Something about the first day of school makes me nostalgic, as I suppose it does a lot of parents and grandparents. Because I live across from Lily B. Clayton Elementary Schoo, when Jacob was still a toddler, we used to sit and watch the kids go to school or leave in the afternoon. When he was about three, he took good friend Linda by the hand, led her across the street, and said, “This is where I’m going to go to school.” He didn’t live in the district but he got to go there because I was the day care person of record. This year his parents live in my house, and he’s fully legit.
He’s also sad—seems impossible, but this is his last year at Lily B. Next year he goes to middle school. This morning he hunkered by the front door and watched people arriving. Then he was off to school, where his parents took the traditional picture of him standing by the steps. They have taken that picture every year, in the same spot, and charting his growth is really interesting.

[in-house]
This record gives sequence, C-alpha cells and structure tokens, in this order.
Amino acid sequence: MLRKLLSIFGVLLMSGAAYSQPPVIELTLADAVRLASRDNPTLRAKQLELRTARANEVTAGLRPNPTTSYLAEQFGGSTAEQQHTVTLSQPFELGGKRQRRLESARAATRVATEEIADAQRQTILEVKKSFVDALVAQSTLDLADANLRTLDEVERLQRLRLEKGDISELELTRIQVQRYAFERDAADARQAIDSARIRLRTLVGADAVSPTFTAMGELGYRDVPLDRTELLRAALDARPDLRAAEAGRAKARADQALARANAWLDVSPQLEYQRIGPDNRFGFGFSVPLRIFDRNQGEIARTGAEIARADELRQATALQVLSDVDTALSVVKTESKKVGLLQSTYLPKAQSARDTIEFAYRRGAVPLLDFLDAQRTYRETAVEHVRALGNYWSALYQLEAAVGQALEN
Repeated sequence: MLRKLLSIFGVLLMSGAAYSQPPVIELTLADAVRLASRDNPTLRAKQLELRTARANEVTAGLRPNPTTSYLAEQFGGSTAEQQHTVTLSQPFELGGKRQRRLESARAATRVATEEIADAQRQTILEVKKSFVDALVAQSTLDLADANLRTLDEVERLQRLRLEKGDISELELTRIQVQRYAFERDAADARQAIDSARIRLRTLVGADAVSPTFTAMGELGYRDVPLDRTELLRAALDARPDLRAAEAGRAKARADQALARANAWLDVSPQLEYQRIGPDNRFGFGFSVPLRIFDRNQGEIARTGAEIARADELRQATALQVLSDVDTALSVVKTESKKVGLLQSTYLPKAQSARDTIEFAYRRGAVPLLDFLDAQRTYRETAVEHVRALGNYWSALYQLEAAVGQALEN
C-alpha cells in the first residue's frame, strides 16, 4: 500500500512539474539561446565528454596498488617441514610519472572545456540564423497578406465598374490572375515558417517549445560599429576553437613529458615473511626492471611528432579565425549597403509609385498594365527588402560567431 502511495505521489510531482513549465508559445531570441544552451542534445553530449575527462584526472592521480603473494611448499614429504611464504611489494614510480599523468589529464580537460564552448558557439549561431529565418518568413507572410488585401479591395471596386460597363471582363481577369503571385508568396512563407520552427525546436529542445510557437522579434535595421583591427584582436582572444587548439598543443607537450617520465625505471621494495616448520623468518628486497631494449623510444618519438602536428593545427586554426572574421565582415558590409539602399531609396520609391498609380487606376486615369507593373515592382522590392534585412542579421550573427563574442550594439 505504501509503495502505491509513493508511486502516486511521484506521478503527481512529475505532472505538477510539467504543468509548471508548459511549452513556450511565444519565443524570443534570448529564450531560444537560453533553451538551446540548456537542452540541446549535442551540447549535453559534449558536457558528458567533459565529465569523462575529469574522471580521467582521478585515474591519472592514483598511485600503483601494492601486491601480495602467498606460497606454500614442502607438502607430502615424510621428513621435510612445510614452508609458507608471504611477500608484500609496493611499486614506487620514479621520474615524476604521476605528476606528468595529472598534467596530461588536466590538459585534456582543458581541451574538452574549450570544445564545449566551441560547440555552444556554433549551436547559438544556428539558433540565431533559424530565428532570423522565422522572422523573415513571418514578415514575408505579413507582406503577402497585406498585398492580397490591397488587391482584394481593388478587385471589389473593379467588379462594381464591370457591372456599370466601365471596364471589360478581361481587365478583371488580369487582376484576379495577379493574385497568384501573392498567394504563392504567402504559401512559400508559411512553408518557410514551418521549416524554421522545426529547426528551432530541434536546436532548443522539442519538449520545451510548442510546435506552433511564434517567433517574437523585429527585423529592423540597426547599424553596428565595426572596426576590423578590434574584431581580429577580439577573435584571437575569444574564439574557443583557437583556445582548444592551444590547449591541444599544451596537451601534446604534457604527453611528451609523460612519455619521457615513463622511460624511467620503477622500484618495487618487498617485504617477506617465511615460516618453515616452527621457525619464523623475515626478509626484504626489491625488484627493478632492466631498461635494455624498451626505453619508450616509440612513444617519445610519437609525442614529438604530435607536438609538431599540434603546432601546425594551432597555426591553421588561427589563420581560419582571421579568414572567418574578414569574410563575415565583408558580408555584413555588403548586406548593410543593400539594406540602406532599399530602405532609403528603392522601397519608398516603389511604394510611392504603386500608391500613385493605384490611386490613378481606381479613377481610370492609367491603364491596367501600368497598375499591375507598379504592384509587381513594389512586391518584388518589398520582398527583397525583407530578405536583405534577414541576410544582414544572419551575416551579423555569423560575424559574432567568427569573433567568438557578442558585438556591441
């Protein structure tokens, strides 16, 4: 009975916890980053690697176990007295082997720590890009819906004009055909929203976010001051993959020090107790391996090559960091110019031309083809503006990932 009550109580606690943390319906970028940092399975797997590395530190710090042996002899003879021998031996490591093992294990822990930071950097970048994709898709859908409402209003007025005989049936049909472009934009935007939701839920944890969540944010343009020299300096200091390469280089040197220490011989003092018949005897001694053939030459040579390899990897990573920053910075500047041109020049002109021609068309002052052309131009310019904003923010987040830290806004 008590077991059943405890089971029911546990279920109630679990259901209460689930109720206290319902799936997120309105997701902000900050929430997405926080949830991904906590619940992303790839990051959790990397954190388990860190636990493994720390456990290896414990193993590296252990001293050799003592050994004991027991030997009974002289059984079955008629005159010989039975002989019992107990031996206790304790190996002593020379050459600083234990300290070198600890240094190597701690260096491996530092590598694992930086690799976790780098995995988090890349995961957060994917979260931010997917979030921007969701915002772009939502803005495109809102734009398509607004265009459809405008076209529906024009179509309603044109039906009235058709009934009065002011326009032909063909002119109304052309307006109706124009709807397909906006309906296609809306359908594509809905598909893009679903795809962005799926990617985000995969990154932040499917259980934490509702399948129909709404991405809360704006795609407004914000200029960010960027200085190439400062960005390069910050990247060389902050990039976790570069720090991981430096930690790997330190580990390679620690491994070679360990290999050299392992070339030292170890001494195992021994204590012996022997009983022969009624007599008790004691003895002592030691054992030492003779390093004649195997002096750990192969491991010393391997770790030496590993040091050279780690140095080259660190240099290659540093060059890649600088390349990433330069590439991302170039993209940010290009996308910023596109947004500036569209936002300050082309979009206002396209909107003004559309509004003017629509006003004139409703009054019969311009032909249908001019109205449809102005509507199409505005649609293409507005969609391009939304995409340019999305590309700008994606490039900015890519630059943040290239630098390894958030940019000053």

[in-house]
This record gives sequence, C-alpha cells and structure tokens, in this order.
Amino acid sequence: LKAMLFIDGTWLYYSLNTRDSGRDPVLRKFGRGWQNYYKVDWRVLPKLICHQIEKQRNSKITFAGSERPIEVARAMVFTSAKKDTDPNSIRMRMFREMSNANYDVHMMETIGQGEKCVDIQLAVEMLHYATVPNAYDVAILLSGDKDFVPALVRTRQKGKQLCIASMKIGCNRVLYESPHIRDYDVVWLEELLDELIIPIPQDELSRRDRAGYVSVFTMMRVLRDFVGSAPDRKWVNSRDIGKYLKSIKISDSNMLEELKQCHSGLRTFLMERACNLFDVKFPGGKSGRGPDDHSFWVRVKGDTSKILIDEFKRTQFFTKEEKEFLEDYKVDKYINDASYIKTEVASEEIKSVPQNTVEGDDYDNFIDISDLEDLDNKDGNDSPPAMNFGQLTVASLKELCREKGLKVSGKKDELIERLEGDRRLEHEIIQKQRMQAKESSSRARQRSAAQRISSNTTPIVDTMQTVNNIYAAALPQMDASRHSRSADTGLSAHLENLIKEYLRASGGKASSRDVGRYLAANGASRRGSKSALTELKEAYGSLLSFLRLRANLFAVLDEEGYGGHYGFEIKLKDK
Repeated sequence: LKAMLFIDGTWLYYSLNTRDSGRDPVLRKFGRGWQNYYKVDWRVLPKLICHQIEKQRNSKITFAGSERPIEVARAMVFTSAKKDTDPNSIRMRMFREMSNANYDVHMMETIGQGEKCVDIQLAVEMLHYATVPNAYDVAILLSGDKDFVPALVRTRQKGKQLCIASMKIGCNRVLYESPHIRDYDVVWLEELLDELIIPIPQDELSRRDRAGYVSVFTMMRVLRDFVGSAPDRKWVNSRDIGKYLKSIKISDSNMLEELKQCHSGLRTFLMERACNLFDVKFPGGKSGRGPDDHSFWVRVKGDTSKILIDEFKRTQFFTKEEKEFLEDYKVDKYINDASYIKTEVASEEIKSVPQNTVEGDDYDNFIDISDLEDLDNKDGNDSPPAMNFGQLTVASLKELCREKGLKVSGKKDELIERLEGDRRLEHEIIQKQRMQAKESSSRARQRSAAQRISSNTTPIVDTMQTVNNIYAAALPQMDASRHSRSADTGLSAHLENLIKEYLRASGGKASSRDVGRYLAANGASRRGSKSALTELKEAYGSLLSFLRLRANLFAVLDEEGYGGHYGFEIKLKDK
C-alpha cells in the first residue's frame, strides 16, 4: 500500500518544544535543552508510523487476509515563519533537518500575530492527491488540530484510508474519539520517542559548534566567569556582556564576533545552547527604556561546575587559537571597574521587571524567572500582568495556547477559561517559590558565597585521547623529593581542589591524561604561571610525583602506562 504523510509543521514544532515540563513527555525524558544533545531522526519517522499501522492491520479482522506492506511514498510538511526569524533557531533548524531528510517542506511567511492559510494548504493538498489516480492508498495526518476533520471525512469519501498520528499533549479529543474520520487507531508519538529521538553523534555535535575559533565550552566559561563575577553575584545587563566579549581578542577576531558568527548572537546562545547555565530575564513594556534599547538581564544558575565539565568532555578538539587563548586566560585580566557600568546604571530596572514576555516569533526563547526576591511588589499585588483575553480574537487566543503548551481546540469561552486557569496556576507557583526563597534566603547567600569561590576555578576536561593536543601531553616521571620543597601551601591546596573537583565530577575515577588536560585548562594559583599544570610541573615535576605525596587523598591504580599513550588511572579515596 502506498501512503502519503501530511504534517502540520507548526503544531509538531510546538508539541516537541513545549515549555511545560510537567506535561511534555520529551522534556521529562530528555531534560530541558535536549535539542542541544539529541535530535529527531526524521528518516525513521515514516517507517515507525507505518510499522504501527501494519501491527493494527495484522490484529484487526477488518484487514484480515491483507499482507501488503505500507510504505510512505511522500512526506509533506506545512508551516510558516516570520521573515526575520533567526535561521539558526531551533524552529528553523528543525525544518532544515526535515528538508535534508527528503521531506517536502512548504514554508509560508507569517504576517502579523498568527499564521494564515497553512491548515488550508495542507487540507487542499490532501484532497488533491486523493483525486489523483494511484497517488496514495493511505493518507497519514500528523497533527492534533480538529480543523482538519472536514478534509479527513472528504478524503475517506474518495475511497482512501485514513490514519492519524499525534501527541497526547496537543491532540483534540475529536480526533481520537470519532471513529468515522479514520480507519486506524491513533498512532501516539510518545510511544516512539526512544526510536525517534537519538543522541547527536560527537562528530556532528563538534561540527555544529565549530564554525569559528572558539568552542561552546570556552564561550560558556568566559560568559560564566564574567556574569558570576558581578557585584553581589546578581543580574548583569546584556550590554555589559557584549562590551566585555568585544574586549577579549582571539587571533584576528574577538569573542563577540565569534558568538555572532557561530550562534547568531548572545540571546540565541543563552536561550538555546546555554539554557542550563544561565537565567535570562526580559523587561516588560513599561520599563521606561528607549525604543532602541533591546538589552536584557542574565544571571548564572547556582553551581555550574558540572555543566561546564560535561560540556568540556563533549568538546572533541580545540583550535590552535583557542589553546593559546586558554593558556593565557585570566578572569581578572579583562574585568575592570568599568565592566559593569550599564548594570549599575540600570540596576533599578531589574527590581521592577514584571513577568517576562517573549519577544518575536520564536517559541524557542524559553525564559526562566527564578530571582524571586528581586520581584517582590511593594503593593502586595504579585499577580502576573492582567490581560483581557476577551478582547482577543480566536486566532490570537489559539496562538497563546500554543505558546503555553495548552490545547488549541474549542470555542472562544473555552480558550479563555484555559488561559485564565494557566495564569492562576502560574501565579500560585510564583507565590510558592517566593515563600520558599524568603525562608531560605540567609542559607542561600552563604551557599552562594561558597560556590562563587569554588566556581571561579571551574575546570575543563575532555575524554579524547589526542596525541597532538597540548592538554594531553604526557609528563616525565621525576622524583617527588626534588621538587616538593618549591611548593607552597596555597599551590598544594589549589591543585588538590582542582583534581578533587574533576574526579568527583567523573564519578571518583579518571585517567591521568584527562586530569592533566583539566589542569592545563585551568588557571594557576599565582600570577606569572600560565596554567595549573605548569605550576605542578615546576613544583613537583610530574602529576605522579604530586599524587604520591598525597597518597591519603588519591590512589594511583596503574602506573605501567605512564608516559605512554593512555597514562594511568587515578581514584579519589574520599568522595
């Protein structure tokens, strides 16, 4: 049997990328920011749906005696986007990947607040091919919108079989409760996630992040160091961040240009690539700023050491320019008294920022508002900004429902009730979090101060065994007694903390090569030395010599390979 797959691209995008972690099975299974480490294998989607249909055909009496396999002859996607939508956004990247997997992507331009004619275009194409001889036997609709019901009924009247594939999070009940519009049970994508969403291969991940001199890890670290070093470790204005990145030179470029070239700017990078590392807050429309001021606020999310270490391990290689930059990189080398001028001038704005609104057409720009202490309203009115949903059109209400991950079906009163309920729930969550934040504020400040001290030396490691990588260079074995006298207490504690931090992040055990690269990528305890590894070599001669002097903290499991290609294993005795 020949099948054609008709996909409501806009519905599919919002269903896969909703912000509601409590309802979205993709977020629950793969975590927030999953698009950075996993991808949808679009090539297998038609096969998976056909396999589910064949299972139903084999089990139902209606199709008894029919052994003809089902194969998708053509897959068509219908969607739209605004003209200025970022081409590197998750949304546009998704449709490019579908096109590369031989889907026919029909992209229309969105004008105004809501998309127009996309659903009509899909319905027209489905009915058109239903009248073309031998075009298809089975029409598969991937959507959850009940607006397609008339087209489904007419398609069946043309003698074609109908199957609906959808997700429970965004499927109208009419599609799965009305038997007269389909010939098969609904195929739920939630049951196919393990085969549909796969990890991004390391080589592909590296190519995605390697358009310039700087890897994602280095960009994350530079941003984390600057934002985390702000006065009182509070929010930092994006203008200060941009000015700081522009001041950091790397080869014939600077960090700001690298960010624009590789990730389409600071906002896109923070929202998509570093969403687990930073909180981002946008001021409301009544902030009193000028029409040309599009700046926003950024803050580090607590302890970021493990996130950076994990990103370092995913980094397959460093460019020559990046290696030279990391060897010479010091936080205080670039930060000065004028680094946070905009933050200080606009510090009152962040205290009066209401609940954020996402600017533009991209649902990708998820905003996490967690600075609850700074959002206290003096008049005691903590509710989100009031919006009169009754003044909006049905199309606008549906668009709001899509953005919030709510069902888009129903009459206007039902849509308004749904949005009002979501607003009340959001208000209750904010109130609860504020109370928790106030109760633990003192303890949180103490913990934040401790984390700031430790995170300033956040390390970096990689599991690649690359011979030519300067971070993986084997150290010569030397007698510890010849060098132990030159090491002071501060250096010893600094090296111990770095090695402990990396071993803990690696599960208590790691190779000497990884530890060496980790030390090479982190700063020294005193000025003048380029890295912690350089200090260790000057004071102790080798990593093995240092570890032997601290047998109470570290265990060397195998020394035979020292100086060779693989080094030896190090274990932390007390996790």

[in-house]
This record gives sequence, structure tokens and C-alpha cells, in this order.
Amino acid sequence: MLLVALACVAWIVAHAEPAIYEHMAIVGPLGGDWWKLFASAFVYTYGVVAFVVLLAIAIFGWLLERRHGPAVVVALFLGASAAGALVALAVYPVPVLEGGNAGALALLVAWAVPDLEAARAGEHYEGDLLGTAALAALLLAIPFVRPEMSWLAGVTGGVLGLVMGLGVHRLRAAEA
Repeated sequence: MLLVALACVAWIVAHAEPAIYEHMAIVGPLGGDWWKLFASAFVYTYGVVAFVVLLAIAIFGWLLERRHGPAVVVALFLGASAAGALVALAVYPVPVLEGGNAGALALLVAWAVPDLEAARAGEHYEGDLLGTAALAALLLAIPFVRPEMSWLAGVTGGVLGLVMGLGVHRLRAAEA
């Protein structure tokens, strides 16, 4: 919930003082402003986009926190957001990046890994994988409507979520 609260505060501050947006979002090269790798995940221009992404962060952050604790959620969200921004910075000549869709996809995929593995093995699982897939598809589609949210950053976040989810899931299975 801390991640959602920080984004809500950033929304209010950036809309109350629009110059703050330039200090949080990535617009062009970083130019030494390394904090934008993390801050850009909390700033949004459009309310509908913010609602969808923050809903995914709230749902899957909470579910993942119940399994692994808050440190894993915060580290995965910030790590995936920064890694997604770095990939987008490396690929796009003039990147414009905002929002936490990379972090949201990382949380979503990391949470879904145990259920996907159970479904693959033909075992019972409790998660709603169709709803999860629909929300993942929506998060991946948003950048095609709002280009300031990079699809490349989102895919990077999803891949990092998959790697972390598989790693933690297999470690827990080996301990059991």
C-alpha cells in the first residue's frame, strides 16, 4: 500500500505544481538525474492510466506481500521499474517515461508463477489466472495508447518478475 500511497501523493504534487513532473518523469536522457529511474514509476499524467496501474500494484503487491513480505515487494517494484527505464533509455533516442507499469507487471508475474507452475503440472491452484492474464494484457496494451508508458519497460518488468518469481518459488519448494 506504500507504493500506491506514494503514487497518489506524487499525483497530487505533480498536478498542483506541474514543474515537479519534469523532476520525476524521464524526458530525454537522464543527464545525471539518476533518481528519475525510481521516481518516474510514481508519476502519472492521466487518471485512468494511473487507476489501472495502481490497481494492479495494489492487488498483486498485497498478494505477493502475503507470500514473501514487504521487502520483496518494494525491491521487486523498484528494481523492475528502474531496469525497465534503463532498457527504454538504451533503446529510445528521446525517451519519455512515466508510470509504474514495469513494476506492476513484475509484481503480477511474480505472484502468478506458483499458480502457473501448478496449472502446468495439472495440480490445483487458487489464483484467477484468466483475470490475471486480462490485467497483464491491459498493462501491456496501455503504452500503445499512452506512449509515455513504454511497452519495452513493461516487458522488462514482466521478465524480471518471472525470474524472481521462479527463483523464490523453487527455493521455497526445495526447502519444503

Today he went off looking spic and span. Here is what he and his buddies looked like after school when it rained. As his father keeps telling me, “Boys will be boys.”
Ford, an Austin grandson, went off wearing a TCU T-shirt. His mom says he wears something TCU almost every day. They will be up here this weekend so Ford and Jacob can go to “Meet the Frogs.”
Facebook this morning was full of proud parents’ back-to-school pictures—such fun to see, especially the kids who are starting kindergarten. They have such a long haul ahead of them, but I don’t think they see it that way. They see it as a new adventure, and I hope for each and every one it is that.
It’s a new start for me, too, as I prepare to move into my cottage this weekend. It’s a new start on a new year and a new adventure, and it always makes me optimistic